The NHS is desperate to squeeze AI companies for all they can get through selling our images to train their algorithms (I have my doubts, they'll just go elsewhere) and the College is equally keen to regulate its use, not unreasonably ( e) although it remains to be seen how effective this will be; rather like outsourcing I suspect cash-strapped Trusts will go for what they find useful and cost effective rather than something that has an RCR stamp on the side, especially if it already has a CE or FDA mark.
Regarding timelines, it's hard to predict when this will happen. AI has been around since the '50s and neural networks since the '80s but it's only since GPUs came to the fore in 2012 - the ones that aren't being used to mine Bitcoin that is - and TPUs etc. that the likes of DeepMind have been able to thrash Grandmasters at Go. Interestingly (?) when I visited their HQ in St. Pancras before Christmas and spoke to their medical lead he was at pains not to be drawn about when AI would significantly penetrate the UK health market (radiology included) saying more than once there was still a long way to go.
In short, I agree that AI will definitely bring great benefits to the practice of Radiology and that it will provide support for the routine 'heavy lifting' of imaging departments: appendicular plain film work, probably the CXR and a good first stab at CT, MR and Nuclear Medicine, not to mention scheduling, vetting etc. but will radiologists still be required? Absolutely! Will it solve the work force crisis? Hopefully. Will it free us of (some of) the base load and free us up to do the stuff we enjoy the most - interacting with our physician and surgical colleagues at MDTs etc and reporting the tricky stuff (with decision support!), I hope so too.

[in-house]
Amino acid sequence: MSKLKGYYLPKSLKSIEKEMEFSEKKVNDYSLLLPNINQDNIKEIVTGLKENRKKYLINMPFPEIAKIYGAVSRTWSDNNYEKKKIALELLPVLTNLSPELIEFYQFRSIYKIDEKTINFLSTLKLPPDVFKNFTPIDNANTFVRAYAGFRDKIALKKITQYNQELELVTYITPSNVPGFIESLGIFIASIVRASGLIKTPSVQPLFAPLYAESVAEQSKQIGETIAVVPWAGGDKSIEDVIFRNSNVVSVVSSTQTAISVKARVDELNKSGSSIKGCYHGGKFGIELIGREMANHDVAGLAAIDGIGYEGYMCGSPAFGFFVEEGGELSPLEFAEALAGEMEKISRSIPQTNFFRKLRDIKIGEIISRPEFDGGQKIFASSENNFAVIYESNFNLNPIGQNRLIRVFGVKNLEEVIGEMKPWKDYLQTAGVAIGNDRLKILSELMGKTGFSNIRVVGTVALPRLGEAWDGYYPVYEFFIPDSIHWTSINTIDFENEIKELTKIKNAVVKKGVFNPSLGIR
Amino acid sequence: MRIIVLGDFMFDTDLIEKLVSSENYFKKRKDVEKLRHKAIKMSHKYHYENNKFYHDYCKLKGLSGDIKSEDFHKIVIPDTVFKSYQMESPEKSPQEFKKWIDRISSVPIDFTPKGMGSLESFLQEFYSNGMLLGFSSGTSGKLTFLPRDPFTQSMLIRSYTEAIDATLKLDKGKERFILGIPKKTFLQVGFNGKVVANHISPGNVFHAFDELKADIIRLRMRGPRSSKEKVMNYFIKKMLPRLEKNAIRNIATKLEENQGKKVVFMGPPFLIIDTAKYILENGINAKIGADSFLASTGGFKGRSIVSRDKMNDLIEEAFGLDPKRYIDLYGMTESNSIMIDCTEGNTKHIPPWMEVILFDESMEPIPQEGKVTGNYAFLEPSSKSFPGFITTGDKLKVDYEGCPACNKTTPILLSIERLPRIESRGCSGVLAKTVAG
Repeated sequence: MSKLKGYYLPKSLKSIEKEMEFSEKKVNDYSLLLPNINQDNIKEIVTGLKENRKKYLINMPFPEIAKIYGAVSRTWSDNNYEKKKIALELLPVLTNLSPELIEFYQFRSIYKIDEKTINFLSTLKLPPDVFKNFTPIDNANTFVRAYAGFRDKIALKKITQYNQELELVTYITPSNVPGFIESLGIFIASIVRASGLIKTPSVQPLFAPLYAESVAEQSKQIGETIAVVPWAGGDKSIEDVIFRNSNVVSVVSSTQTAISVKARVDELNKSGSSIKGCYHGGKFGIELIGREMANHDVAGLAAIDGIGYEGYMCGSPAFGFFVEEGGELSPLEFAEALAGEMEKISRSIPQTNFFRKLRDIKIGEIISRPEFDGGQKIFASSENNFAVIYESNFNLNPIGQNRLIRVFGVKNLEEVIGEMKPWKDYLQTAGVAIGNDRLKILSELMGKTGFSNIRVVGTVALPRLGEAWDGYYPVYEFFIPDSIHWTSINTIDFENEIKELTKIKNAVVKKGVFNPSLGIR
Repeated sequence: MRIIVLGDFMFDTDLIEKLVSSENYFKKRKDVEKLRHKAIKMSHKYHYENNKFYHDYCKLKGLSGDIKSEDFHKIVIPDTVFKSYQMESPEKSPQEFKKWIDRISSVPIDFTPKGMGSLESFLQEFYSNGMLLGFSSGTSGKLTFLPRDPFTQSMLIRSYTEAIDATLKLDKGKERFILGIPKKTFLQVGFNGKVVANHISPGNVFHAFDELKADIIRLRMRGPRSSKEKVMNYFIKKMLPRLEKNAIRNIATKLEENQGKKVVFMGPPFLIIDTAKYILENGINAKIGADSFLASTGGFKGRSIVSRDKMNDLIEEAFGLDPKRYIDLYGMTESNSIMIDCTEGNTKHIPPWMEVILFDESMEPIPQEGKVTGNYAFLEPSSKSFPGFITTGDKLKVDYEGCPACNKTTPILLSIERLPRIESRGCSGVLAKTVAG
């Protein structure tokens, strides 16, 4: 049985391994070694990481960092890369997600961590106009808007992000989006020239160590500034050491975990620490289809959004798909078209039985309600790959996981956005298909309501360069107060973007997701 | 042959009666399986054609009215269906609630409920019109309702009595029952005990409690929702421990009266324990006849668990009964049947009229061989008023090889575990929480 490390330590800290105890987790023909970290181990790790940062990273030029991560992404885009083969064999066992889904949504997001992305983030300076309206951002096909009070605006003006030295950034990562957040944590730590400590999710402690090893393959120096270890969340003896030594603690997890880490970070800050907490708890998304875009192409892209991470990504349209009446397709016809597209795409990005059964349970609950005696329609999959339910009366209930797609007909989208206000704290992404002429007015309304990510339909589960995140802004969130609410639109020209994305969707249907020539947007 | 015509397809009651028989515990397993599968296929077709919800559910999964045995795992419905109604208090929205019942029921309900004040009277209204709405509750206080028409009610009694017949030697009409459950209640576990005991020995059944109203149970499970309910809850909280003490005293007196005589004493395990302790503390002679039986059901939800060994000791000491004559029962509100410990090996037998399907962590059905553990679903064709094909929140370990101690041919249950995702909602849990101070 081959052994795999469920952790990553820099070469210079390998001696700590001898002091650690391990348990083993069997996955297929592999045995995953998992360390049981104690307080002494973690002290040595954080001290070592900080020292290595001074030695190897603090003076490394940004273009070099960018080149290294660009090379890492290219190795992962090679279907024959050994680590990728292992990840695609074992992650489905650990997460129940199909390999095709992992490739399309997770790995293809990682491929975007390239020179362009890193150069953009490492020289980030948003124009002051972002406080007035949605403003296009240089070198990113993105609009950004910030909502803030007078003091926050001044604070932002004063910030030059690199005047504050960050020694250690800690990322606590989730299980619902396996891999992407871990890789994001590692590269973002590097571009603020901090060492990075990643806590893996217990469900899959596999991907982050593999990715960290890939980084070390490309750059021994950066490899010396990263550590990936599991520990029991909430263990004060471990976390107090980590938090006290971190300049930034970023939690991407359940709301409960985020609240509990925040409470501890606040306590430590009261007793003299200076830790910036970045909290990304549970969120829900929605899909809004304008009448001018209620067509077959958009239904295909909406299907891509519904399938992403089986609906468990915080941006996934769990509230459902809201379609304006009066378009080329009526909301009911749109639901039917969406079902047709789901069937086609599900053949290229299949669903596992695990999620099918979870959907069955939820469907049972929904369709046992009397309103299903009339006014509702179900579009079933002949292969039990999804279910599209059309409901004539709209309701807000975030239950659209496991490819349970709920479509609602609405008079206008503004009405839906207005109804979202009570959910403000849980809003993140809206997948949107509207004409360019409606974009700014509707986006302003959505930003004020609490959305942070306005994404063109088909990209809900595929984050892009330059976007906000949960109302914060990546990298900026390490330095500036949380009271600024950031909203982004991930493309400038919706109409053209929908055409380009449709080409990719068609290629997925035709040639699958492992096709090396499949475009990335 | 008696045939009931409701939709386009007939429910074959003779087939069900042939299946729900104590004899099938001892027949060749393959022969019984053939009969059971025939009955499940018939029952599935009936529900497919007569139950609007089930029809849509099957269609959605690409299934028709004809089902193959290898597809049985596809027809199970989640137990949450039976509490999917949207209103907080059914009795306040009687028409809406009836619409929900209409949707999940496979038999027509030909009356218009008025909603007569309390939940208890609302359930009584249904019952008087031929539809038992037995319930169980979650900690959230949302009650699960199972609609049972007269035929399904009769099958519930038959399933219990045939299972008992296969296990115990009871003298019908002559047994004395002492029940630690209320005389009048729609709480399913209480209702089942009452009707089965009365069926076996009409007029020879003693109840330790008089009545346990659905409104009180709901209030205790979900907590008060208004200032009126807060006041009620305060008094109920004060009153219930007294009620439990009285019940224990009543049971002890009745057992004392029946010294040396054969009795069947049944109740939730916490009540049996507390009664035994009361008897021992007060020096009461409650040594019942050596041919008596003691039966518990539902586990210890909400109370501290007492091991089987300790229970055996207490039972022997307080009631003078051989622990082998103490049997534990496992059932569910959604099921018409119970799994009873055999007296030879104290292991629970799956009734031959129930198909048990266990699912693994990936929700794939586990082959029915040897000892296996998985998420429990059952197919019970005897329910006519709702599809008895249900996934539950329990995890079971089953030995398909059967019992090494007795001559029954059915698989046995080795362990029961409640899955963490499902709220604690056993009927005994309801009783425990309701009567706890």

There is a whole other debate about AI accountability and what the public will come to expect over time but that's for another day...
 Link to this message John Parker  posted on Thursday, February 01, 2018 - 12:15 pm Edit Post Delete Post Print Post
AI will come to radiology for 2 very good reasons:

1. We need it - everyone is struggling with reporting capacity

2. There are no other good options to achieve this.

How far with this technology go?
1. assisting reporters with their work? - yes, we're already seeing that with lung nodule analysis, colons/ ?breast etc

2. work completely autonomously (producing reports with no human intervention/ oversight)?. I think that will come but I don't know anyone brave/ wise enough to give a timescale. If any technical/ political/ ethical issues can be overcome, it feels like a natural progression of the technology.

Watching this space with great interest...
 Link to this message Neelam Dugar  posted on Saturday, February 03, 2018 - 09:41 am Edit Post Delete Post Print Post